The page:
Yesterday, the Supreme Court (SCOTUS) invalidated a section of federal law that requires the mandatory deportation of immigrants who have been convicted of some “crimes of violence.” The decision, which was produced by a 5-4 majority, holds that the current law is flawed, unconstitutionally vague, and has raised questions about variability in interpretations regarding deportable offenses. In particular, the ruling, written by Justice Kagan, said that ambiguity surrounding the crimes of violence provision created confusion in lower courts. “Does car burglary qualify as a violent felony? Kagan wrote. “Some courts say yes, another says no. Kagan mentioned other examples including evading arrest and trespassing in which courts have also been divided. Surprisingly, it was President Trump’s appointee, Justice Neil Gorsuch, who cast the deciding vote, stating that “vague laws invite arbitrary power.”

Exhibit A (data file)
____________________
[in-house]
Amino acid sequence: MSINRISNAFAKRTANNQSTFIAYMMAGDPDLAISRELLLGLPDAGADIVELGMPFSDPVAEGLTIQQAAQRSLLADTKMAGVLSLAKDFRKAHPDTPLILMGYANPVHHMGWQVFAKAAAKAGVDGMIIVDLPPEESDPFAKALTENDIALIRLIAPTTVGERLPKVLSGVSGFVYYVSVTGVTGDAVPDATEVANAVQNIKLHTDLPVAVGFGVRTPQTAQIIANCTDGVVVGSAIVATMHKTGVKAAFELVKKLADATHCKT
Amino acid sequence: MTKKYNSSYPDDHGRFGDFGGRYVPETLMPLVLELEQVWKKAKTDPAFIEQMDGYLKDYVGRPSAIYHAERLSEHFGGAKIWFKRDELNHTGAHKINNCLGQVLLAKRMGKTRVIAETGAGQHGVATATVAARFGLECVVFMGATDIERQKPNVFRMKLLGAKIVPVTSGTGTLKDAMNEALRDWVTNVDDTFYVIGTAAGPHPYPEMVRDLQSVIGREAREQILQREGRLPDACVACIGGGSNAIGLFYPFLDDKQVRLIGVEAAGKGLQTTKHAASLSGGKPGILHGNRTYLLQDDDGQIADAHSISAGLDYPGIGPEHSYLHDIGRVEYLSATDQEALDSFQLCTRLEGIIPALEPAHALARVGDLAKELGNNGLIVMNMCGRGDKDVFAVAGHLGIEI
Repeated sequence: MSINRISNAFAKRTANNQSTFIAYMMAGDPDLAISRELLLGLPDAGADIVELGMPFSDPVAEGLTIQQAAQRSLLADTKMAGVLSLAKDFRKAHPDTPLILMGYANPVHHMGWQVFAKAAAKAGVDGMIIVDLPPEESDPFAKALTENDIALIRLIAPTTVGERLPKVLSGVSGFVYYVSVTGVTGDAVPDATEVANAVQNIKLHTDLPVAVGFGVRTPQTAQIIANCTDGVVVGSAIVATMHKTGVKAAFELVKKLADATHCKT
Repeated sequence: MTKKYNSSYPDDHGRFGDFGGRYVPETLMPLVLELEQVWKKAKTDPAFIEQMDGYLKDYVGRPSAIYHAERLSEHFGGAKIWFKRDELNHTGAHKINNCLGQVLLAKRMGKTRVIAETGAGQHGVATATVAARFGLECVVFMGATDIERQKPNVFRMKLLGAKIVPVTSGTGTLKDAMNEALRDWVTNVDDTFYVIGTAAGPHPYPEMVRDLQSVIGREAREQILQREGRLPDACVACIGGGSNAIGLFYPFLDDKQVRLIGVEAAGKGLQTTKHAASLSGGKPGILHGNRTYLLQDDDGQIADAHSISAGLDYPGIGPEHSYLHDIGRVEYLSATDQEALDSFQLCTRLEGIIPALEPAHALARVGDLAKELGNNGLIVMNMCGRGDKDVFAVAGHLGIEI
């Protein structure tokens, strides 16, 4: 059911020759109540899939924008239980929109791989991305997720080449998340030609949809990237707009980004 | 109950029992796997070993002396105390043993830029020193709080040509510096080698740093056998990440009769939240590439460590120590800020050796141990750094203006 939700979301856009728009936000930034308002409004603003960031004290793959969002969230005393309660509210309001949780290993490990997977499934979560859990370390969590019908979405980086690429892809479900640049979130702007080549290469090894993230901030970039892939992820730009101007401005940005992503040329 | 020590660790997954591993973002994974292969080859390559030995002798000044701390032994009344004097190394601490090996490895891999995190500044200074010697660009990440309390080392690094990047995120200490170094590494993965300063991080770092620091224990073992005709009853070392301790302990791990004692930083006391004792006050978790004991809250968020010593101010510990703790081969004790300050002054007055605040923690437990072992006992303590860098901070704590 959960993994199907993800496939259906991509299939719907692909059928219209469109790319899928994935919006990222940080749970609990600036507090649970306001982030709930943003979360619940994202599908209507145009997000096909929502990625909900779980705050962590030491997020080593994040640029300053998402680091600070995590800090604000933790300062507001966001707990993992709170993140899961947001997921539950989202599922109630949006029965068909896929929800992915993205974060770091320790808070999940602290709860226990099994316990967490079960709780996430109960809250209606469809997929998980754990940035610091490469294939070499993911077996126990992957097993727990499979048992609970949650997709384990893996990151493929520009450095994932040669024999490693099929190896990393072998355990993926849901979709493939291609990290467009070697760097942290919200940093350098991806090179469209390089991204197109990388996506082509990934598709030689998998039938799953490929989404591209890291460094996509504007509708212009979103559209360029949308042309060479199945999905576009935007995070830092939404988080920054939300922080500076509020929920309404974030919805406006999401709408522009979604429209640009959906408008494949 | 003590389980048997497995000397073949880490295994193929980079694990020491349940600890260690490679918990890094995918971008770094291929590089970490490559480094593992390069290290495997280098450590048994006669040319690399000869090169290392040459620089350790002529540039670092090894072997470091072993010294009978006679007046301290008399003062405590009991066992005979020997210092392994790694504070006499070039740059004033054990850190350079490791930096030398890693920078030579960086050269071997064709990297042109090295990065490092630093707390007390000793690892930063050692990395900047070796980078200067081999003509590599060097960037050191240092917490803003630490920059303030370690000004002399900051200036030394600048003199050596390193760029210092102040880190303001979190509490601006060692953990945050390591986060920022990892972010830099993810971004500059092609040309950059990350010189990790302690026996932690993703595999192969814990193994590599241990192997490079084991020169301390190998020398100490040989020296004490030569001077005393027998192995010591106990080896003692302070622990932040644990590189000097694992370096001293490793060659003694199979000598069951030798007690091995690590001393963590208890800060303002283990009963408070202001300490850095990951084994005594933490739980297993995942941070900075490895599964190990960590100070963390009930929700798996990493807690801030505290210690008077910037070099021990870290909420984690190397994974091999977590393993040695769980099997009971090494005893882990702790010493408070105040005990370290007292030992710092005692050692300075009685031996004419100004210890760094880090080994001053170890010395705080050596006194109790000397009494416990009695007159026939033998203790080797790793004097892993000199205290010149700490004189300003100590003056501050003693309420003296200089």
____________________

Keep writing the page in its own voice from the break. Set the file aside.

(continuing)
While the court’s ruling will not affect a number of serious crimes, including murder, rape, counterfeiting or terrorism offenses, which are specifically listed in the law as grounds for deportation, the decision will likely benefit lawful permanent residents (green card holders) who live in the United States legally but who have committed certain low-level crimes.
The SCOTUS decision is being applauded by immigration attorneys like former AILA Chairman Edward Shulman, Esq., who has been trying for the past 22 years to passionately protect certain categories of immigrants with histories of crimes that meet ambiguous criteria for an “aggravated felony” and do not fall within the law’s vague definition of a “crime of violence” from an automatic sentence of permanent deportation. Shulman explained how he has defended many legal immigrants with minor crimes, such as a drug possession charge, against automatic expulsion and highlighted how voiding certain aspects of the aggravated felony ground of deportability will be helpful for other clients similarly situated.